Tuesday, March 29, 2005

Oh yeah, I'm a Gen X'er

So let it be known that I am a quintessential slacker. For all my snarky-ness, I am a very typical type B personality. Apparently I began life as a small whirlwind, but then somehow downgraded myself to a faintly wafting breeze. Not even strong enough to move your hair if you've got some hairspray in it.

My parents tell me tales of me swinging myself headfirst over the bars of my crib. I had to wear a brace for the first two years of my life (which I don't remember in any way) and I would grab the sides of the crib and use my braces as leverage to swing myself upside-down and over. I must have had quite a talent for it, because I did it to get into cars as well, as long as the window was down. This was the 70's, so the cars were much, much tinier than what we have today, which is why I was able to reach up to the windows. Today I would definitely be earthbound no matter how hard I tried.

I don't know what happened, but by the time I hit grade school, I was your typical underachiever. I did just enough to get good grades, but I never made school a huge priority in my life until my last year of college, which must constitute one of the longest periods of unbroken laziness in history.

Compare that to my sister. Family lore states that my sister was talking in complete sentences at 10 months. Paragraphs at 15 months. She was reading simple words by age 3. My parents must have thought they had a genius on their hands, and indeed they did, as my sister is a member of Mensa. My sister went on to AP classes, Valedictorian, Presidential Scholarships, and magna cum laude. My mother pushed her to be a doctor or a lawyer.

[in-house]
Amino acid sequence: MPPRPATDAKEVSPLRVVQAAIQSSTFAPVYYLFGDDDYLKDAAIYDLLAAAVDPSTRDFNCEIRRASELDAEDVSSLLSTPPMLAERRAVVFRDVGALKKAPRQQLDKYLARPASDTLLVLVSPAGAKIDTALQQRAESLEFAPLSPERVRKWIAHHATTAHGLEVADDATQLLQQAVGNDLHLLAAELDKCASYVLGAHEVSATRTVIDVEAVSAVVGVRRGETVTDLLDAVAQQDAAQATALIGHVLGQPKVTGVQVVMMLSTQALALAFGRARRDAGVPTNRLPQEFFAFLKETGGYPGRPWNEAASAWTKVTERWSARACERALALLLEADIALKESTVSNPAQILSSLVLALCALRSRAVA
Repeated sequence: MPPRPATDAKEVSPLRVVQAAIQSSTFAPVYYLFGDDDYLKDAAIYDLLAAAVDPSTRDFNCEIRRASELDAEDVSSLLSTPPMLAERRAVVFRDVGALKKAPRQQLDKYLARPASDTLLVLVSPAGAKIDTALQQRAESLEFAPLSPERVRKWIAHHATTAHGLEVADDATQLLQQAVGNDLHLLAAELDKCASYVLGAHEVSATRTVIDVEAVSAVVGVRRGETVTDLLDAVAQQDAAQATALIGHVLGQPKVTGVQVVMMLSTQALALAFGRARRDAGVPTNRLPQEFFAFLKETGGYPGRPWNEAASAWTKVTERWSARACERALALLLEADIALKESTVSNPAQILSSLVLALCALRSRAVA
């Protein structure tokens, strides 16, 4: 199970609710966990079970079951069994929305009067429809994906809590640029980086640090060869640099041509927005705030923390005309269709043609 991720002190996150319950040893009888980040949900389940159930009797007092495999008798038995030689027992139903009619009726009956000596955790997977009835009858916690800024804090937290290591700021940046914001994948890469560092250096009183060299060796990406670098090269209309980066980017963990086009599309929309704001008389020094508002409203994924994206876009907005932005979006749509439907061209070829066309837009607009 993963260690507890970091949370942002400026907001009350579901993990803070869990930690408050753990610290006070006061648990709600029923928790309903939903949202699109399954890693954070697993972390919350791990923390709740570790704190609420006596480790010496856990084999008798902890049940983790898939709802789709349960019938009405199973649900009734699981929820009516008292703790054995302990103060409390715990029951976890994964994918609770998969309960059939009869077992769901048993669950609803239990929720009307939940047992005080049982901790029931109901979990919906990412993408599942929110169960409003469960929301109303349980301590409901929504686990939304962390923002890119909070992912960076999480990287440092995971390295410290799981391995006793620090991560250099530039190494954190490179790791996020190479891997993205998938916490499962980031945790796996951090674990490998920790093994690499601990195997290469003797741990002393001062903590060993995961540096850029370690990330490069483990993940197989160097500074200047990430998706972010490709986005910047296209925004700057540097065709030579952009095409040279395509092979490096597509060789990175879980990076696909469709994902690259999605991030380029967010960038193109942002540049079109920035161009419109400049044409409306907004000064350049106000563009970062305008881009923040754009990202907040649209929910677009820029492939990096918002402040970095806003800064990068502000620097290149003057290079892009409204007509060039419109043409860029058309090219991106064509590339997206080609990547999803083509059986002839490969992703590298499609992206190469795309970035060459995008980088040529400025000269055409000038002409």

Then there came little average me. I am sure I was a huge disappointment, my language skills came nowhere near that of my sister's and so academic achievement was not necessarily expected to be my strong suit. I was encouraged to read a lot and do my homework, but if I got a B it was not considered the end of the world. I got into AP classes in high school but did the least amount of work possible. Fortunately, my parents were distracted with my sister, and I got off easy. I was better at sports than my sister, so that is the arena I was pushed the most. But, I was a slacker there too, never being the fastest, or the highest jumper, or the best batter. My mother thought I might be a teacher, or maybe she saw me flipping burgers, I'm really not sure.

I will never know if it is simple genetics that made me not care about being on top of the world, or if my family's expectations had any role to play. Perhaps it was a combination of both. I consider my self a jack of many trades, but master of none. There is no one skill that I can point out about myself and say, hey, I am better than probably 90% of the population. Sometimes I envy those that possess these singular skills, the Yo-Yo Mas and Michael Jordans of the world. Then I think that they must have had to practice quite a bit to acheive their status, it just didn't come to them in the middle of the night when they were 12. That is when I just sigh and briefly contemplate my normality, it is just too much effort to think about it for too long.


Mel said...

Great post. :)

Anvilcloud said...

The last part resonates with me as I am a plodder: do lots of things passably but nothing really well. But I'm very sincere. lol